The Marriage Portrait

by Maggie O'Farrell

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A Wild and Lonely Place–The First Tiger in Tuscany Summary

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Last Updated on November 3, 2022, by eNotes Editorial. Word Count: 901

A Wild and Lonely Place

The year is 1561, and sixteen-year-old Duchess Lucrezia is taking a seat at the dining table in a remote hunting lodge. Her husband, Alfonso II d’Este, is the recently crowned Duke of Ferrara. He has organized the trip with grand promises of rest and relaxation after Lucrezia’s recent illness, but the young duchess is certain he intends to kill her. As the two have their meal, and as Alfonso orates as though nothing is amiss, Lucrezia’s dread and curiosity compound in tandem.

The Unfortunate Circumstances of Lucrezia’s Conception

Eleonora, Lucrezia’s mother, is a smart, driven, organized woman who runs her house on a rigid schedule and with high expectations. Her relationship with Cosimo, Lucrezia’s father, is a uniquely equitable partnership for the era: though he is the Grand Duke, they run the province of Florence together. She bears many children to solidify their dynasty, and her first four pregnancies are effortless enough that she gains the epithet “La Fecundissima” among the Florentine people.

Lucrezia is her fifth pregnancy and by far her most complicated. A superstitious woman, Eleonora comes to believe that her lack of focus during Lucrezia’s conception is to blame for the difficulty. Instead of thinking pure thoughts about the moment at hand, she was looking over Cosimo’s shoulders at maps of the province’s untamed wilderness.

When Lucrezia is born, she is as wild and bad-tempered as her siblings are serene. Desperate for some peace and worried the child’s behavior will influence the others, Eleanora sends Lucrezia to nurse with one of the cooks. Sofia, Eleonora’s old family nurse, objects.

Separated from her siblings, the young Lucrezia becomes accustomed to the warmth of the kitchen, the life of the cooks and servants, and her “milk-mother” and “milk-sister”—that is, her wetnurse and her wetnurse’s daughter, both of whom she bonds with strongly. When she is old enough to walk and is nearly injured in an accident with some boiling water, she is sent back upstairs to live with her siblings.

To those upstairs, it is clear that the toddler Lucrezia is substantially different from the other children. She cries for her milk-mother and milk-sister, refusing the embrace of the upstairs nurses and eating only when food is placed on the floor. Eleonora, pregnant yet again, resolves to avoid another Lucrezia and refocuses her thoughts on strong, healthy children and domestic matters.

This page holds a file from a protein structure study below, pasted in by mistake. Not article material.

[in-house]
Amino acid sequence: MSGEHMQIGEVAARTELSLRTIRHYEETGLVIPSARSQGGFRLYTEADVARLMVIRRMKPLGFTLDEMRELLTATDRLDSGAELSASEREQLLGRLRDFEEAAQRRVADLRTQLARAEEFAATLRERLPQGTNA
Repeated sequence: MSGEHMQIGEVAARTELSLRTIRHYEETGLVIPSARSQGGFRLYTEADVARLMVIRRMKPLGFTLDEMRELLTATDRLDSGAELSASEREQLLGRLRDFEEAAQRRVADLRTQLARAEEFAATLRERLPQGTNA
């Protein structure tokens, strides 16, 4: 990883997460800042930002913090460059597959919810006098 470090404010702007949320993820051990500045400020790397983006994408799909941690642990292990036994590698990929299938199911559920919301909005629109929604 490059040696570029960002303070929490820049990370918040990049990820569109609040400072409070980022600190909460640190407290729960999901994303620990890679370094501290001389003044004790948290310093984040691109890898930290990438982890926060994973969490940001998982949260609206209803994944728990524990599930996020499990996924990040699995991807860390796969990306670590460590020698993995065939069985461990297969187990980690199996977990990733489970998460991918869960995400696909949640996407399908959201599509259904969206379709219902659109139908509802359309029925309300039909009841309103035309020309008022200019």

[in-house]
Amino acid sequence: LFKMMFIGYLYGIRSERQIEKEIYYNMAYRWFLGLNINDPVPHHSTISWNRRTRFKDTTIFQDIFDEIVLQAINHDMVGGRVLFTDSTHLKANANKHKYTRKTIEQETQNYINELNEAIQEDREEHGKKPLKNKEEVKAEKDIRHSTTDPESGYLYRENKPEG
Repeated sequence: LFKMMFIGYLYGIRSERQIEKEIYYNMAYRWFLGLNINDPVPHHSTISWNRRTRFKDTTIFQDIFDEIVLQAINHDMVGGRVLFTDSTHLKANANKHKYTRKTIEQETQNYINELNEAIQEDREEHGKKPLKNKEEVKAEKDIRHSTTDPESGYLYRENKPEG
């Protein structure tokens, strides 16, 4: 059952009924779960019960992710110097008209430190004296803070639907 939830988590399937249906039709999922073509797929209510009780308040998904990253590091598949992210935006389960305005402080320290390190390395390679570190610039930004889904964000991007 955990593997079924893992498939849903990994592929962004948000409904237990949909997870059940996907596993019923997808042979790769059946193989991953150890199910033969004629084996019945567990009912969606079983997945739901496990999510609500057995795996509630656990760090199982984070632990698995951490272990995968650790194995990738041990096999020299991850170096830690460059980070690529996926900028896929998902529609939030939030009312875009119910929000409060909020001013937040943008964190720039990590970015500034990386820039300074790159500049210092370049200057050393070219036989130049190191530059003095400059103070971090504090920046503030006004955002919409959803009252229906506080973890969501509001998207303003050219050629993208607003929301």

To Eleonora’s dismay, Lucrezia’s disobedience persists as she gets older. Her reflections on her daughter’s behavior culminate in a memory of Lucrezia at fifteen, just before her wedding. Lucrezia, in tears, insists that she can’t wear the wedding dress she’s been given. It’s too big, she cries, and she especially doesn’t want to wear a dress made for Maria, her sister, who has died.

The First Tiger in Tuscany

When a foreign dignitary gives Cosimo a painting of a tiger, he becomes fixated on adding one to his menagerie. He tasks Vitelli, his consigliere ducale, with bringing one to Florence for display in his prized Sala dei Leoni—his room of lions.

Rumors of the tiger’s arrival travel through the estate. Lucrezia, small and quiet and already adept at creeping around after dark and eavesdropping at just seven years old, is titillated by the news. She hears some updates by sneaking through the palazzo’s passageways and corridors undetected and listening to conversations. Others she gleans when Sofia and the other nurses speak to each other in a Neapolitan dialect they think she can’t understand.

When the tiger finally arrives at the Palazzo, Lucrezia senses its presence immediately and becomes fixated. As she and her siblings eat breakfast that morning, she loses herself in thought and is snapped unceremoniously back to reality when her sister Maria tells her she was growling.

When the children’s antiquities tutor arrives, Lucrezia correctly answers all the questions he poses to the older siblings despite not yet being allowed to participate in their lessons. Troubled by the brutal imagery of the myth in question, Lucrezia develops a sharp headache with colorful visions. Maria tells the tutor to ignore her and that their mother says Lucrezia displays such behavior for attention.

Cosimo steps into the room to observe the lessons, and Lucrezia feels the stakes of the lesson suddenly heighten. He has a tiger now, she realizes, and maybe he’ll let them see it. Nudging her siblings to request a viewing if they complete their lesson to his satisfaction, she helps them cheat to earn the reward.

That evening, Cosimo walks the children to the Sala dei Leoni. The tiger is present but hiding far enough back in the darkness of her cage that Cosimo eventually takes the children to see the lions instead. Lucrezia, transfixed, steals quietly back to the tiger’s cage and wills her out into the light. When the tiger finally emerges, Lucrezia finds her gaze incendiary and is sure that the two of them are communicating with mutual admiration. Sticking her arm through the bars of the cage, she pets the tiger and becomes lost in the connection between them.

Suddenly, Cosimo and Maria notice Lucrezia’s actions, and Lucrezia is injured by the iron bars as she’s snatched away from her new feline friend and dragged back to the nursery.

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